Alex is also working to grow her relationship with her DEO boss, Hank Henshaw (David Harewood). Alex only recently learned about Hank's true identity as J'onn J'onzz, the last survivor of Mars, and Leigh said Hank looks at Alex like she's one of his daughters. With Alex being the only one in on Hank's secret (for now) she'll be helping him come to terms with being an alien on Earth. "There's the emotional side, the personal connection side, but she's also a scientist, so it's like she's asking him questions because he's the great Martian," Leigh explained. "He's the only one left. She's just mind-blown because he's literally the last one."
"Having lost his own child, Kara and Alex almost become his children," Harewood said of how his character views the sisters. "He loves them. Again, you'll see that going forward, but they are his children. I don't know if you know that much about the character, the Martian Manhunter, but having lost his own children, he has a lot of pain and a lot of melancholy, which is fantastic to play. It gives you an enormous amount of stuff to play. I think these two girls represent something that's very close to him."
The exploration of family and familial connections continues when Winn's (Jeremy Jordan) father arrives in National City. Winslow Schott, Sr. (Henry Czerny), a.k.a. Toyman, has been in jail and separated from his son for an extended period of time when we meet him, and Jordan promises a different side of Winn when he faces his father. "For Winn, it's abandonment without reason and without understanding, and we'll learn a little more about why and what that was. He's definitely holding on to some pretty deep, dark emotions when it comes to confronting his dad that are brought to the surface very quickly.
"The exciting thing for me is, you start to see what's behind the fun quippiness and why Winn is like that, because nobody's just that lighthearted all the time," Jordan continued. "It's compensating for something. I would say that we really get to have an idea why he's using that -- I don't want to say defense mechanism -- of always being the happy go lucky kind of guy."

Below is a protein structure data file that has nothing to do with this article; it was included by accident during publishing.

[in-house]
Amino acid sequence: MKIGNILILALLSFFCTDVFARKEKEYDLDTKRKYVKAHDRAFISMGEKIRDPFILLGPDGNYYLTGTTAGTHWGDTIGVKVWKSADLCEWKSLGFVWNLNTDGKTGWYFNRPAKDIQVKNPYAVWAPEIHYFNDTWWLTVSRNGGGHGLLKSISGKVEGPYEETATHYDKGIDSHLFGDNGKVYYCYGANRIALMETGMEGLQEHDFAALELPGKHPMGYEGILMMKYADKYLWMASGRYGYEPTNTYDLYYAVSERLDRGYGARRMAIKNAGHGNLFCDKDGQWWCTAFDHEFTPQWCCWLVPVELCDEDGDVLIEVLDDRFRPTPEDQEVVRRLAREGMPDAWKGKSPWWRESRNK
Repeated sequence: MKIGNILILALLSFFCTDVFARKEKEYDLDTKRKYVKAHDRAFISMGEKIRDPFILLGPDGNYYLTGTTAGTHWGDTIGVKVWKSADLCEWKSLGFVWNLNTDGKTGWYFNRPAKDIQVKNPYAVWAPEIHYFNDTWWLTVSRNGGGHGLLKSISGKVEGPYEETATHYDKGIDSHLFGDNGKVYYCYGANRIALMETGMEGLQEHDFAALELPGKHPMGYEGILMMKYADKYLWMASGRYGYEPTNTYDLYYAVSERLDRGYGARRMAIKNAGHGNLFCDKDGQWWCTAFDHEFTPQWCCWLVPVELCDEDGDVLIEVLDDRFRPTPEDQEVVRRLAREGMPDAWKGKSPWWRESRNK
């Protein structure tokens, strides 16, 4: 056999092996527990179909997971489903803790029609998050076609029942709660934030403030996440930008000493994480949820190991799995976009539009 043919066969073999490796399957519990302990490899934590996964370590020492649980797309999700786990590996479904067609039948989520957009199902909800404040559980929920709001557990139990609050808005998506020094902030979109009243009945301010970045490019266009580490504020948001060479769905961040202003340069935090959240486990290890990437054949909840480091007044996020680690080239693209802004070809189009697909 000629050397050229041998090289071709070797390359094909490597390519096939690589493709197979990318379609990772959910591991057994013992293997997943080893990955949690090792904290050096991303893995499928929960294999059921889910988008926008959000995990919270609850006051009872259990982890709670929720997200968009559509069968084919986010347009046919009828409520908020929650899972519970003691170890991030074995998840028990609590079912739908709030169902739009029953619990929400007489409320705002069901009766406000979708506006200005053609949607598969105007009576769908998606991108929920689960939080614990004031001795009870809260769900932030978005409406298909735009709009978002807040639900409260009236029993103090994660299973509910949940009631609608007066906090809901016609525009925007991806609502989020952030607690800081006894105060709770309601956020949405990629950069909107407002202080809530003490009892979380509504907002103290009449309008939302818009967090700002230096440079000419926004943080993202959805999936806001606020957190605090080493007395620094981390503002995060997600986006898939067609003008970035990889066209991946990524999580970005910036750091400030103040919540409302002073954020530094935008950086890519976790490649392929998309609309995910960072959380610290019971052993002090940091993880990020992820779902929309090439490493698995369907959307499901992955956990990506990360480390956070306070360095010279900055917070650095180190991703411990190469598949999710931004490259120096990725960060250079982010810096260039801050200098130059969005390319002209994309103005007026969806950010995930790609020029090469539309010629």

At the time of the set visit, six episodes of "Supergirl" had aired, and Kreisberg said everyone involved with making "Supergirl" was aware of the scrutiny the show was receiving. "Everybody has their view of what this show should be and what it should mean, and what it should mean to women and what it should mean to men, and what we are saying, and how every decision that Kara makes, is she speaking for every woman, or is she just speaking for herself? I actually think that what's happened is, now that those first episodes are out there and we've been done with them, we've been able to, just even for ourselves, relax and just be like, 'Look: it is what it is, and people are going to say what they're going to say. We just need to make the best show we can.'
"I think, in some ways, now that the show is out there and people have commented -- both positively and negatively -- we've been able to just go, 'Well, what's making us happy?' Which, again, is always our guiding star," Kreisberg continued. "I think this next batch of episodes that we're making now are just much more like, 'What's the best show we can tell?' and not try to feel like we have to speak for everybody and please everybody."
"Supergirl" returns tonight at 8:00 p.m. on CBS.